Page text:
In Biblical times, Cain slew Abel. Today, another Cain—Republican presidential hopeful Herman Cain—can’t put to death the allegations by at least three women that he sexually harassed them in the late 1990s during his tenure as president of the National Restaurant Association.
Cain’s shifting and contradictory explanations are part of a larger pattern of what FactCheck.org calls “a proven ability to spread outrageously false information—such as accusing Planned Parenthood of ‘genocide’ and concentrating abortion clinics in Black neighborhoods.”
Cain has mismanaged the sexual harassment claims from the beginning.
Politico reported on Oct. 30: “During Herman Cain’s tenure as the head of the National Restaurant Association in the 1990s, at least two female employees complained to colleagues and senior association officials about inappropriate behavior by Cain, ultimately leaving their jobs at the trade group, multiple sources confirm…”
The Website reported, “…They signed agreements with the restaurant group that gave them financial payouts to leave the association. The agreements also included language that bars the women from talking about their departure.”
Cain said in a speech at the National Press Club on Oct. 31 that he was “unaware of any settlement” with women who had accused him of sexual harassment. Later, on that same day, he gave a different answer in an interview with Greta Van Susteren on Fox News.
According to a transcript of the program, Cain said, “The one [complaining employee] that I am familiar with worked in the Washington office. And I can’t even remember her name because she had not been a long-term employee. But I do remember the formal allegations she made in terms of sexual harassment.”
When asked about the settlement, Cain replied: “Maybe three months’ salary or something like that, just vaguely trying to recall it.”
The next day, in an interview with Robin Meade on CNN, Cain changed the payoff amount to “somewhere in the vicinity of three to six months.”
According to the New York Times, it was even larger. On Nov. 2, the newspaper, citing three unnamed sources with “direct knowledge” of the case, said the women were given a year’s salary to leave the trade association.
In his interview with Van Susteren, Cain said that he was having difficulty recalling all the details of the alleged sexual harassment incident because it was 12 years ago. However, in a story published Nov. 2 on Forbes magazine’s online site, Cain said he had shared the sexual harassment allegations with a consultant he used in his failed 2004 U.S. Senate campaign in Georgia.
The Politico story also noted, “Cain, who has been married to his wife Gloria for 43 years, did tell at least one campaign staffer this year about the possibility that claims of sexual harassment could surface, according to the aide.”
The candidate who likes to lecture people about personal responsibility has chosen to play the blame game. He told Van Susteren, “I have no idea who’s egging this on, who’s on this witch hunt...”
And there was this exchange on CNN:
MEADE: So you feel this is a smear campaign? From whom, do you think?
CAIN: I absolutely believe that this is an intended smear campaign using these two cases—like I said, I’m not even aware of the second one. It’s a smear campaign. When they cannot—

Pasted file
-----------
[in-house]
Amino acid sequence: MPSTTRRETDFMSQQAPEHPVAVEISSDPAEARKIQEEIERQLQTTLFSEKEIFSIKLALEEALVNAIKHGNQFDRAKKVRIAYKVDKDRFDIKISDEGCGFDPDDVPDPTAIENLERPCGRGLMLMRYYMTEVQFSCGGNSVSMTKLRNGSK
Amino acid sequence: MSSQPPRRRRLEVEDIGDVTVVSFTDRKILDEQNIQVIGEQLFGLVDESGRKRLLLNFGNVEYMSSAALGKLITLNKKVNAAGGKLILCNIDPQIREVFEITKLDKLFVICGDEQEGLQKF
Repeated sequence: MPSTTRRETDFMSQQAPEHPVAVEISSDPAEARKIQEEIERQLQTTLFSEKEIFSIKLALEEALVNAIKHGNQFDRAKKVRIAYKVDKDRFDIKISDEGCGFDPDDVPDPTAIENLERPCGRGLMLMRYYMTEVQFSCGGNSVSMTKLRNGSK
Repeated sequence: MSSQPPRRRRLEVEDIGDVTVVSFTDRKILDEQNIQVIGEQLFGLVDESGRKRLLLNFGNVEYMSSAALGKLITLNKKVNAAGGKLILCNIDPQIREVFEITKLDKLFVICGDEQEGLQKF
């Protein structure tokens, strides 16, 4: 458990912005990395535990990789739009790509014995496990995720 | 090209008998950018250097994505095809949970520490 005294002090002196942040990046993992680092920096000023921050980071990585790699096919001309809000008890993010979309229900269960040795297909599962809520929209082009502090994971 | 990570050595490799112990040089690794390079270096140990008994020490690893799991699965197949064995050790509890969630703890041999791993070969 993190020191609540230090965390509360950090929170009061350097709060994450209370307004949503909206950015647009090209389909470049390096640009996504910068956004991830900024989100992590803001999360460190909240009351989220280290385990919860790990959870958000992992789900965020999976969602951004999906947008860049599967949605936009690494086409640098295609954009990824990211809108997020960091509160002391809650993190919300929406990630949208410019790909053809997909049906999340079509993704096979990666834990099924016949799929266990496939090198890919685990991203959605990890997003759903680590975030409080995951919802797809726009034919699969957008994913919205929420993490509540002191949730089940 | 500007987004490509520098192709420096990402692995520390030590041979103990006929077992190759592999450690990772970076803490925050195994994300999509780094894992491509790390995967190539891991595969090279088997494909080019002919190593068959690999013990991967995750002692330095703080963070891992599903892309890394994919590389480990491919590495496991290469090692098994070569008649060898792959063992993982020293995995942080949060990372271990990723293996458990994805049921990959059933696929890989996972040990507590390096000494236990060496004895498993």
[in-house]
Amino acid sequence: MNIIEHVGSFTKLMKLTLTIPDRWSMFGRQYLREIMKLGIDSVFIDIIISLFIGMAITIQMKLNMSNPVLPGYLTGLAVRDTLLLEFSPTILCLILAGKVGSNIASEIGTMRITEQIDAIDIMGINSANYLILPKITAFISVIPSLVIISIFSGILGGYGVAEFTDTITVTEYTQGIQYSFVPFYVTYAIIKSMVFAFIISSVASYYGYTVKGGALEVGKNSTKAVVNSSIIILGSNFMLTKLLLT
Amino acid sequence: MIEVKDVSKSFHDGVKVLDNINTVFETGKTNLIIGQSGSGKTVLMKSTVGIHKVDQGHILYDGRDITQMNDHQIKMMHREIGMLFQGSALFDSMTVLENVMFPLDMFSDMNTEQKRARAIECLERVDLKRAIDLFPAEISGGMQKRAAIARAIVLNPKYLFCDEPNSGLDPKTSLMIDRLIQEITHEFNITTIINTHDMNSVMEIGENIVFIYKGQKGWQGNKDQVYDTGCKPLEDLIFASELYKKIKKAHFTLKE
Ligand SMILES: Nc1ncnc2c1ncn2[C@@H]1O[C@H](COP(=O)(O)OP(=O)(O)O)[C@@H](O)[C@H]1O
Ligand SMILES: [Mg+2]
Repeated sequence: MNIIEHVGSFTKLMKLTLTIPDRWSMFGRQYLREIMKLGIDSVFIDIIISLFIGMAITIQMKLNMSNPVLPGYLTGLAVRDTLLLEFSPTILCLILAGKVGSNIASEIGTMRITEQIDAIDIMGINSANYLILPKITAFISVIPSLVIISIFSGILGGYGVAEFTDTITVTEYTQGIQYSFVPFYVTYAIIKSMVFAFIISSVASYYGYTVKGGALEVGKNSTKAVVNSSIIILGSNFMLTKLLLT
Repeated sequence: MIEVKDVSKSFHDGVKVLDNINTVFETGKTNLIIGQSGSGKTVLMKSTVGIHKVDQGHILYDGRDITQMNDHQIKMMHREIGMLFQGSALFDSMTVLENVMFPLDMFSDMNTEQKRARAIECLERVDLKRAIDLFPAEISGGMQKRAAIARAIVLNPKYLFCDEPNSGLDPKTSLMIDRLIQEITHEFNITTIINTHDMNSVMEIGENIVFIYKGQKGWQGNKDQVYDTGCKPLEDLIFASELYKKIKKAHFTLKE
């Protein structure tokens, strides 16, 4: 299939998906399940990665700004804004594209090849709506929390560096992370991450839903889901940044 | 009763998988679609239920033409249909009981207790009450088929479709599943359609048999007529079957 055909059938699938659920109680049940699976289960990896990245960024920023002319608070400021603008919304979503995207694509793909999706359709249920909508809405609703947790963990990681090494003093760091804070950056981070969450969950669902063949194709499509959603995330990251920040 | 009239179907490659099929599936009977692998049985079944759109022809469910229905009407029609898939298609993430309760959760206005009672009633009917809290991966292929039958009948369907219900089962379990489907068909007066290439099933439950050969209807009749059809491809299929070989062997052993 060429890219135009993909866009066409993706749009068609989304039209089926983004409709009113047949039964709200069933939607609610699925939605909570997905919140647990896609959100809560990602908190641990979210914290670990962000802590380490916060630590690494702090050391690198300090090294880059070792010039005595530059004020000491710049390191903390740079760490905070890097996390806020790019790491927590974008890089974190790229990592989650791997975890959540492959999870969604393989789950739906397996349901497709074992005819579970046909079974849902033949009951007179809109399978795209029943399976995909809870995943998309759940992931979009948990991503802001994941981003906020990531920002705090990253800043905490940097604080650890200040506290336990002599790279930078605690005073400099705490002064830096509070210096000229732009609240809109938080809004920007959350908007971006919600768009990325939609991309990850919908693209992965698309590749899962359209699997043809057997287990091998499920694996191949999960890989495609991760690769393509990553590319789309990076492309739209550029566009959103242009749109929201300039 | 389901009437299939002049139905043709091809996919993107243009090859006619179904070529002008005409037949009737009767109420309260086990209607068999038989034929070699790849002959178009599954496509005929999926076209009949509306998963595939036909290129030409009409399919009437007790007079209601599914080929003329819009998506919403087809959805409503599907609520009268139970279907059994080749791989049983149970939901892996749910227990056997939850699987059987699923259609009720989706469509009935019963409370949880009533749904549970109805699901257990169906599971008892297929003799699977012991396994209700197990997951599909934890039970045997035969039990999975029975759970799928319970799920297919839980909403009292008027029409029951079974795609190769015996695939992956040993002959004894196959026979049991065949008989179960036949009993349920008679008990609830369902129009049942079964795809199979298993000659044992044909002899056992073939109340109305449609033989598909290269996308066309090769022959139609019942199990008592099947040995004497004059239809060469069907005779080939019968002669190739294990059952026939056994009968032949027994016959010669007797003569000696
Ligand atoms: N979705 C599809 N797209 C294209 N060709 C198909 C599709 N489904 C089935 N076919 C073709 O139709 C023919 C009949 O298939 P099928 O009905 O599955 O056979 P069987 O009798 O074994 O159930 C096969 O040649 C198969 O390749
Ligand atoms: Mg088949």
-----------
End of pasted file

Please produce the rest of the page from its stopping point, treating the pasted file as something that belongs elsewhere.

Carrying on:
MEADE: By whom? Do you know by whom?
CAIN: We don’t know. We have no idea.
Later in the program, Cain blamed “the innuendoes from all the news reports that haven’t been presenting the facts.”
In the Forbes interview, Cain shifted the blame from the media to Curt Anderson, a former Cain consultant now working for Texas Gov. Rick Perry’s presidential bid. After Anderson denied the charge, Cain backed away from his allegation.
That is not the only example of Cain flip-flopping. He was interviewed Oct. 19 on CNN by Piers Morgan. After Cain said he is opposed to abortion under all circumstances, Morgan pressed the GOP presidential candidate.
MORGAN: But you’ve had children, grandchildren. If one of your female children, grandchildren, was raped, you would honestly want her to bring up that baby as her own?
CAIN: …No, it comes down to it’s not the government’s role, or anybody else’s role to make that decision. Secondly, if you look at the statistical incidents, you’re not talking that big a number. So what I’m saying is it ultimately gets down to a choice that that family or that mother has to make. Not me as president, not some politician, not a bureaucrat. It gets down to that family. And whatever they decide, they decide. I shouldn’t have to tell them what decision to make for such a sensitive issue.
But in an Oct. 30 interview on “Meet the Press” with Bob Schieffer, Cain adopted a different position.
CAIN: … I am pro-life from conception, period. I was—that piece that was pulled out was taken totally out of context when we were talking about—
SCHIEFFER: Okay, so in other words—you don’t —would not ever believe in abortion if rape, incest or the health of the mother was involved.
CAIN: Correct. That’s my position.
As we have seen, Cain’s position changes frequently, sometimes within the same day. Maybe contradicting himself or outright lying is the curse of Cain.
(George E. Curry, former editor-in-chief of Emerge magazine and the NNPA News Service, is a keynote speaker, moderator, and media coach. He can be reached through his Web site, www.georgecurry.com. You can also follow him at www.twitter.com/currygeorge.)
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